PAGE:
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About the series
“City of Water” is a fiction series, which runs Sundays through Thursdays through Sept. 30. Each chapter will appear in the print edition of The Journal Gazette and online at www.journalgazette.net/water. An accompanying online newspaper will appear daily with the chapters online.
Chapter 7 recap
The media weren’t the only ones to notice the water levels were dropping. Rumors began to swirl, including accusing the mayor of hoarding the water or stealing and selling it on the black market. This was bad for the election. The mayor decides to launch an investigation.
fall fiction series

Chapter 8

Emilio Vasquez looked at his watch as a group of five or six drunks stumbled into Cindy’s Diner.

6 a.m., Nov. 12, 2062.

Vasquez hated the city’s 24-hour bars, but the downtown drinkers were usually fairly civil, if feeling no pain. Plus, 24-hour bars meant 24-hour Cindy’s Diner. Vasquez loved the whole retro look and feel of the tiny restaurant downtown.

“Hey, amigo, that’s a funny-looking bracelet on your arm,” one of the drunks said as he jumped on a stool.

“That’s called a wrist watch,” the waitress told the drunk as she walked over to Vasquez. One of the things he loved about Cindy’s was the waitresses seem to come right out of the 1950s, just like the diner itself.

“Whadda ya want, honey?”

The mayor had said he would meet Vasquez at 6, but the veteran water utility worker knew politicians often ran late. He decided to go ahead and order.

“Garbage!” he said as he set down his Fort Wayne Journal. He still loved the feel of paper and reading real ink instead of pixels.

“Yeah, that’s why I don’t read it,” one of the drunks said.

“He’s talkin’ about breakfast,” the waitress explained. “It’s one of our most popular dishes.”

Vasquez smiled. “And coffee, Cindy, black.” All the waitresses called themselves Cindy.

“Hello, old friend,” Mayor Roberto Gonzalez said as Vasquez rose and shook his hand. “You know, you’re not supposed to wear that old-style Water Utility uniform, Emilio. The mayor or somebody might fire you.”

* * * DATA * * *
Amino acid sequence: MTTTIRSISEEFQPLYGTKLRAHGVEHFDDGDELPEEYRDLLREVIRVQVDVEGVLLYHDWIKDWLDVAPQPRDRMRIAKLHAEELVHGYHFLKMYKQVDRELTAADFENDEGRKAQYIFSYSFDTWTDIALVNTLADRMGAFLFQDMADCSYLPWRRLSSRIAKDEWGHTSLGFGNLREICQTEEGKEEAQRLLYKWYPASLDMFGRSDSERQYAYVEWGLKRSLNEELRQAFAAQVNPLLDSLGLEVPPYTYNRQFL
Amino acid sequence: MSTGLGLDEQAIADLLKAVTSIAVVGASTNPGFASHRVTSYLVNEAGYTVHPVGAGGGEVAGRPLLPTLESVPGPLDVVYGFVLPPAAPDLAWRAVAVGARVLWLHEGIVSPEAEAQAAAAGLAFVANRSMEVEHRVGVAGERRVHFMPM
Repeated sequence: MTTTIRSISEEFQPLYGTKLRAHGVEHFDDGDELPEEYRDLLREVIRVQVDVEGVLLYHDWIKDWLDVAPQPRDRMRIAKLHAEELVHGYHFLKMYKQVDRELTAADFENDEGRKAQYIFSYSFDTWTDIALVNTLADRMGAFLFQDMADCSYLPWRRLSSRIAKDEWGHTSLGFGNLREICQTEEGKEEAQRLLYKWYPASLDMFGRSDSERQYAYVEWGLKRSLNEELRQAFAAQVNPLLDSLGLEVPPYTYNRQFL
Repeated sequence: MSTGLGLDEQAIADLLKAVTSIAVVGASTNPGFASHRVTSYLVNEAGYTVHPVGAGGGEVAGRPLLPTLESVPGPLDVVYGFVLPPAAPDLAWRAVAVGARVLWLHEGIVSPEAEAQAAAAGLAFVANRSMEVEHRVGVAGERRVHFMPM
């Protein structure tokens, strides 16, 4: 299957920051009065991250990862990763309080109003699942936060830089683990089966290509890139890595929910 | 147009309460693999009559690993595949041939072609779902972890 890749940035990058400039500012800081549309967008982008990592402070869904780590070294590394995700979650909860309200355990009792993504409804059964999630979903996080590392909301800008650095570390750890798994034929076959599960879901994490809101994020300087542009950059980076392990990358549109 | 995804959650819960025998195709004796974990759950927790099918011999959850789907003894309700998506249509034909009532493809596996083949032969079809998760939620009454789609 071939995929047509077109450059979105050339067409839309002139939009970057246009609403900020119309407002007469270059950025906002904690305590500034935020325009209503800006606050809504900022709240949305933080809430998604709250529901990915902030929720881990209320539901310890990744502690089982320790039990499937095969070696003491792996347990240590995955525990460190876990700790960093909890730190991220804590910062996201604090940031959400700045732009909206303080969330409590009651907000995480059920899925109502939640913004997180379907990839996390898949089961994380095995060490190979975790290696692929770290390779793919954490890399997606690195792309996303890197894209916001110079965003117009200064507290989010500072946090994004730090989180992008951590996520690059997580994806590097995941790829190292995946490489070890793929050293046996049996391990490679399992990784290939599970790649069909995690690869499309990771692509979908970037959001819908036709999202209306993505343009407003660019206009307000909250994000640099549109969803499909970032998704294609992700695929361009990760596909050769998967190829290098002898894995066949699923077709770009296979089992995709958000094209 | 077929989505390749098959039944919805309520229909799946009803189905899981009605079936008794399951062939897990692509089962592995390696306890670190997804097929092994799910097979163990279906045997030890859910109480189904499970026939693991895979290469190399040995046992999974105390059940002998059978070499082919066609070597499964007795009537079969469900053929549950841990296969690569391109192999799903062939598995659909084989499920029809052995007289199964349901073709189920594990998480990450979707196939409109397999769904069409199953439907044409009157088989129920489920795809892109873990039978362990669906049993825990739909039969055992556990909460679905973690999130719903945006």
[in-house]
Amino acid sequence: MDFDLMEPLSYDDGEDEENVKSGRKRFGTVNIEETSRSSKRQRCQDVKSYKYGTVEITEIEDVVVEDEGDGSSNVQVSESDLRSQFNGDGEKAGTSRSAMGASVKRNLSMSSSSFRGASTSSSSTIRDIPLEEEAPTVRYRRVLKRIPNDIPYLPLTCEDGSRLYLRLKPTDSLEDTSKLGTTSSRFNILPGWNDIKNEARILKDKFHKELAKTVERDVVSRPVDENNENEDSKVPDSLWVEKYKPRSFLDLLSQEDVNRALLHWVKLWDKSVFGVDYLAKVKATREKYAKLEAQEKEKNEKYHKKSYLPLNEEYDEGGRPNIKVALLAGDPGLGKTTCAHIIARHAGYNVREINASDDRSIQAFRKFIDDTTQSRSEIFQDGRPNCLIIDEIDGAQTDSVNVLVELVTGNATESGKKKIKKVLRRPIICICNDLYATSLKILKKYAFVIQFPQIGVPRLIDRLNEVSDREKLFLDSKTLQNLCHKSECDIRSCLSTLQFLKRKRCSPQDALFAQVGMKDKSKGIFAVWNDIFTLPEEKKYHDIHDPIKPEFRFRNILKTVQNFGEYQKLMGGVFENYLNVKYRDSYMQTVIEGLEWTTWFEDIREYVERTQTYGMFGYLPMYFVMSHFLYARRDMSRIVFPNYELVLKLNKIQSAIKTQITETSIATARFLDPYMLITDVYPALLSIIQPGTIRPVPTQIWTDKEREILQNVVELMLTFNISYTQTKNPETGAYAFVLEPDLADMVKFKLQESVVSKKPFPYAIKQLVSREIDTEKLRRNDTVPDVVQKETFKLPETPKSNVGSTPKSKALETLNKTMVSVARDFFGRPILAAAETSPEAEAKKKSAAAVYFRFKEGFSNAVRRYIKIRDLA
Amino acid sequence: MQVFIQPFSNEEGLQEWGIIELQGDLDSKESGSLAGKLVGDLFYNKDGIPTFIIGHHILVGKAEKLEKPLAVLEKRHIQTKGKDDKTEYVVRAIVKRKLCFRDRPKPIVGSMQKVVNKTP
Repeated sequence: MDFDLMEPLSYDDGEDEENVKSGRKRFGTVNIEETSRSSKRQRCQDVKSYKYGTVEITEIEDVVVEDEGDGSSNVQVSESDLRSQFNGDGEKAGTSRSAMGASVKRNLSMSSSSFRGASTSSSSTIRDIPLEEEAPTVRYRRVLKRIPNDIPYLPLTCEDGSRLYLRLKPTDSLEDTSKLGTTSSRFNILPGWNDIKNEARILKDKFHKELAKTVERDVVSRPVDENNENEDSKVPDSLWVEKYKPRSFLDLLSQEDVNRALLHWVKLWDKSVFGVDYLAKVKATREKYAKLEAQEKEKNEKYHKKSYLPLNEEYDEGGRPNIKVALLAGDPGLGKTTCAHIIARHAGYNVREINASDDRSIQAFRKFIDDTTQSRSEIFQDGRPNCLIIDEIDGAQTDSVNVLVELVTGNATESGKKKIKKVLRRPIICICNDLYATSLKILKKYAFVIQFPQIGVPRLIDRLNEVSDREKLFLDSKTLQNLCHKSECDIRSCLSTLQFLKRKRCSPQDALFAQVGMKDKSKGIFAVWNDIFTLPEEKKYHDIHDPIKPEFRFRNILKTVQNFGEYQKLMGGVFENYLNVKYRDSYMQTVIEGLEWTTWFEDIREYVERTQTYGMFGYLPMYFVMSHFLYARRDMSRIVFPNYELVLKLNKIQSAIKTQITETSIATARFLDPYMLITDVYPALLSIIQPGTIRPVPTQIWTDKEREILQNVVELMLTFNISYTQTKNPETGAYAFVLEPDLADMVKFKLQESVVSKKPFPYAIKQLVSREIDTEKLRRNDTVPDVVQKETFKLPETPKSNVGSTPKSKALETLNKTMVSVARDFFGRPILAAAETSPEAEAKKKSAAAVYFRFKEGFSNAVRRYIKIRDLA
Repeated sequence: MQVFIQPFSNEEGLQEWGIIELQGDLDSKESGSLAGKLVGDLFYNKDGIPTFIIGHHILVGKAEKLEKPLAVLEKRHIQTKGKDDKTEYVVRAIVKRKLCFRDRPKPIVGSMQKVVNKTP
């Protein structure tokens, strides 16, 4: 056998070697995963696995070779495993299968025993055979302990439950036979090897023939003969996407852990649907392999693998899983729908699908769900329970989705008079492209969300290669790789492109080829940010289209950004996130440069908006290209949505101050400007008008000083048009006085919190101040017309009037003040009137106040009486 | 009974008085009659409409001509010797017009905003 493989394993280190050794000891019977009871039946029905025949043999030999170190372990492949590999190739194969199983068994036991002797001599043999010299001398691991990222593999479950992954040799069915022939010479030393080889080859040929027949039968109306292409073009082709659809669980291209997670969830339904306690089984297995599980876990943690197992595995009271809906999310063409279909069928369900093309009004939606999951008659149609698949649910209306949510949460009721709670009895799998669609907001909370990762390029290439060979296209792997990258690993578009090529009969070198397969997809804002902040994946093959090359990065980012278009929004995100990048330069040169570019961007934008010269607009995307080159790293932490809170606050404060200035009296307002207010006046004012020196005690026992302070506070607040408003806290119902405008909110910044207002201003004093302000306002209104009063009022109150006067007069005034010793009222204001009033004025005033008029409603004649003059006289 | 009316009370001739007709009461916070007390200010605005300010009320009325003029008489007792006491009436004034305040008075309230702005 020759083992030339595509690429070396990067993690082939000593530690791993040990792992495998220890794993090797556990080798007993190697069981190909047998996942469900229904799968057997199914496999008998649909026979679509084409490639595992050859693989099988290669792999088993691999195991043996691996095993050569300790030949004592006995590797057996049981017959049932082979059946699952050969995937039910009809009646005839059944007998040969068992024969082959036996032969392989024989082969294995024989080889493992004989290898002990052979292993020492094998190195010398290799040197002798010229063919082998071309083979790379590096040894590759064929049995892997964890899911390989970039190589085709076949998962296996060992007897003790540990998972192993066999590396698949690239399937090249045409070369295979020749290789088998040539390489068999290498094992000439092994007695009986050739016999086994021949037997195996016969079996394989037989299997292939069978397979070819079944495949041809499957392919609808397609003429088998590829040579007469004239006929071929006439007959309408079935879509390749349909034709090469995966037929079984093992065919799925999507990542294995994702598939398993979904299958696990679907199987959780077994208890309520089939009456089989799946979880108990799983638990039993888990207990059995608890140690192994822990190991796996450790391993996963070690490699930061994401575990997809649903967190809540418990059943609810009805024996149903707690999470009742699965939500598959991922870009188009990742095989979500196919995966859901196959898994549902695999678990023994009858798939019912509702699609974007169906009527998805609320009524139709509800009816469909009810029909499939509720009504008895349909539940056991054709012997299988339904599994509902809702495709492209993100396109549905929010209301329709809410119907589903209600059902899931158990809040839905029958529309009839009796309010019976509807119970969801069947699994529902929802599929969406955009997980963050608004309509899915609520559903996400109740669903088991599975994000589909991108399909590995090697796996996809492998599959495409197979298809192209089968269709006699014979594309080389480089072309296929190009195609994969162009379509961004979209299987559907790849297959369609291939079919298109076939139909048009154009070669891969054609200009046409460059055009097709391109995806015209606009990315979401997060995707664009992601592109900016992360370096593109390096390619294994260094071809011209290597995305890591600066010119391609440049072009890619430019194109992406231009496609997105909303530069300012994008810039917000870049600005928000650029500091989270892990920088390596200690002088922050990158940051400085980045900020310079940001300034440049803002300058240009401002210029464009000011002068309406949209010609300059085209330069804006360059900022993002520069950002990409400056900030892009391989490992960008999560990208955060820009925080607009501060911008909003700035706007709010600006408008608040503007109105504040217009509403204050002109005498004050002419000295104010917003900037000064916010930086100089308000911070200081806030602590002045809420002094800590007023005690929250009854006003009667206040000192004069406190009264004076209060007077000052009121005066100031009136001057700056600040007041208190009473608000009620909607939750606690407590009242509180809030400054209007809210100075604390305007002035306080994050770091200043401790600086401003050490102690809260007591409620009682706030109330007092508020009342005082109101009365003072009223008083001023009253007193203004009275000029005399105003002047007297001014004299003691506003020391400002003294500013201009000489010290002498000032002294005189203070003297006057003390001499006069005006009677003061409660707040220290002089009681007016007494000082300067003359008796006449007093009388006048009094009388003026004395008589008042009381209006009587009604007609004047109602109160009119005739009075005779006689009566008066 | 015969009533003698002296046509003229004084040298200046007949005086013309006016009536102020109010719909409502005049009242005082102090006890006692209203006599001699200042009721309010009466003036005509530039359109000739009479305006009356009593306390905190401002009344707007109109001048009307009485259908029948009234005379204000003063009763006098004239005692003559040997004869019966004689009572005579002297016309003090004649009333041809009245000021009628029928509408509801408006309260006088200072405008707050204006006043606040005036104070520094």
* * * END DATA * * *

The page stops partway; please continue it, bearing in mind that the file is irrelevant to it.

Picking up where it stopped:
Both men laughed as the mayor sat down across the table from Vasquez.

“Garbage and coffee,” the mayor shouted to Cindy.

The two men chatted briefly about their days working together at the Water Filtration Plant, their families, the weather, the upcoming election.

“I know why you’re here,” Vasquez said. “I don’t know what’s happening to the river water, but I’ve got a hunch.”

“Go on,” Gonzalez replied as Cindy filled their coffee cups.

“Wayne Robotics always tops out at its monthly quota on water, and they have to get more somehow,” Vasquez said. “Everyone knows they have water trucks going in and out of there all the time. We’ve always thought they were buying water – but what if they’re selling it?”

The mayor’s eyes lit up. He never really liked that Wills family. Abe Wills hit it big in the old Powerball lottery back in the ’30s and was smart enough to take the lump sum instead of the payment plans that were all frozen and withdrawn by the ’40s. The old man wasn’t so bad, but he thought the sons were greedy. When they announced they were buying Wayne Robotics and moving it from Detroit to Fort Wayne, Gonzalez rightly predicted the company would cut pay and increase hours.

Plus, both of those Wills boys were huge backers of his opponent, Mia Brown. With the election weekend beginning in just 11 days, Gonzalez started relishing the thought of busting her biggest backers for stealing city water.

One of the drunks interrupted his daydream.

“Hey, there’s the mayor! Hey, mayor, what the hell’s going on with the water supply?”

“We’re working on it,” Gonzalez said, thinking about pulling a pre-election surprise.

“We’re working on it.”

twarner@jg.net

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